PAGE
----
News Desk |
Theresa May will meet European leaders and EU officials later for talks aimed at rescuing her Brexit deal. She will hold talks with Dutch PM Mark Rutte and Germany’s Angela Merkel after postponing a Commons vote on the deal. The UK PM has said she needs “further assurances” about the Northern Ireland border plan to get backing from MPs.
European Council President Donald Tusk insisted the EU would “not renegotiate” but said leaders would discuss how to help “facilitate UK ratification”. Work and Pensions Secretary Amber Rudd said further talks with Brussels would focus on the Brexit “backstop” on the Irish border, which May earlier admitted had caused MPs “widespread and deep concern”.
Critics object to the backstop, a temporary customs arrangement designed to prevent the need for checkpoints at the Irish border if a long-term solution cannot be agreed with the EU, because it imposes different regulations in Northern Ireland from the rest of the UK and risks becoming permanent.
Dozens of Conservative MPs had been planning to join forces with Labour, the SNP, the Lib Dems, Plaid Cymru and the DUP to vote down May’s deal.
The PM’s abrupt U-turn – after days of repeated insistence that the vote would go ahead – prompted Labour leader Jeremy Corbyn to secure a three-hour emergency debate on Tuesday. “It cannot be right that the government can unilaterally alter the arrangements,” said Corbyn, who earlier accused Mrs May of “losing control of events”.
No date has been set for the Brexit deal to be put before MPs, although May indicated the final deadline for the vote was 21 January. Leading Conservative Brexiteer Jacob Rees-Mogg said May lacked the “gumption” to put her “undeliverable” deal before MPs. He is trying to get enough Tory MPs to submit letters of no confidence in the PM to trigger a leadership contest.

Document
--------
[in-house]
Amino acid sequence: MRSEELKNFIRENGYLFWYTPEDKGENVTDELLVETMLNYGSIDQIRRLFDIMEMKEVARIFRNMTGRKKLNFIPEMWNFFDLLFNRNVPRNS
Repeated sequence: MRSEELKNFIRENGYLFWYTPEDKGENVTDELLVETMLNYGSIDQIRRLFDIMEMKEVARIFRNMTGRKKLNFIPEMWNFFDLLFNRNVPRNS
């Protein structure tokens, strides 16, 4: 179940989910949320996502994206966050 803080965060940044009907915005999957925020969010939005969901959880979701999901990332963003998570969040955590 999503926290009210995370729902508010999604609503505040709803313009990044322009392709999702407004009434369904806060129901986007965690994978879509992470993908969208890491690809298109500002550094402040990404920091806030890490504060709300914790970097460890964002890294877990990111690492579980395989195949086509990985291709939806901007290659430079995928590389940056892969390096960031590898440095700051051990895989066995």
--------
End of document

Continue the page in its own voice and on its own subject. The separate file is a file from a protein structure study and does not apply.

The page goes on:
The Times reported that Crispin Blunt became the 26th MP to do so on Monday. “I want to encourage those who are thinking about it; get it done,” Blunt told the paper. Forty eight Conservative MPs must submit letters for any challenge to be initiated.
Former Brexit minister Steve Baker told BBC Radio 4’s Today programme: “It is a grave decision to make but what I would say to my colleagues is: you now face the certainty of failure with Theresa May, you must be brave and make the right decision to change prime minister.”
European Council President Donald Tusk insisted the EU would “not renegotiate” but said leaders would discuss how to help “facilitate UK ratification”.
A Labour backbencher was expelled from the Commons after grabbing the ceremonial mace in protest. As the symbol of royal authority in Parliament, the mace is required for the House to meet and pass laws; it has been seized several times by protesting MPs over the years
Former Prime Minister David Cameron insisted he had no regrets about calling the referendum, saying he had “made a promise” to do so. The Brexit secretary said policy “had not changed” despite a European court ruling the UK could cancel Brexit without permission from the other 27 EU members.
The prime minister told MPs on Monday that a number of European leaders had “indicated that they are open to discussions to find a way to provide reassurance” over the backstop. However, Irish Prime Minister Leo Varadkar said it was not possible to renegotiate the Irish border backstop proposal without “opening up all aspects” of the Brexit withdrawal agreement.
And Tusk pointed out in a tweet that time for discussion was running out. European leaders were already due in Brussels at a summit on Thursday but Tusk’s spokesman said they would now meet specifically to discuss how to prepare for a no-deal scenario. May will set off on another intense round of diplomacy before then, travelling to The Hague and Berlin to meet her Dutch and German counterparts on Tuesday.
No date has been set for the Brexit deal to be put before MPs, although May indicated the final deadline for the vote was 21 January.
She will then meet Tusk and European Commission president Jean-Claude Juncker in Brussels. Dozens of Conservative MPs had been planning to join forces with Labour, the SNP, the Lib Dems, Plaid Cymru and the DUP to vote down May’s deal.
The Tory rebels and the DUP do not like the Northern Ireland “backstop”, a legally-binding proposal for a customs arrangement with the EU, which would come into force if the two sides cannot agree a future relationship that avoids the return of customs checkpoints on the Irish border.
Tory MPs say it is unacceptable because it would result in new regulatory barriers between Northern Ireland and the rest of the UK and could continue indefinitely, because the UK would not be able to leave without the EU’s approval. DUP leader Arlene Foster said she had told the prime minister in a phone call that the “backstop must go”.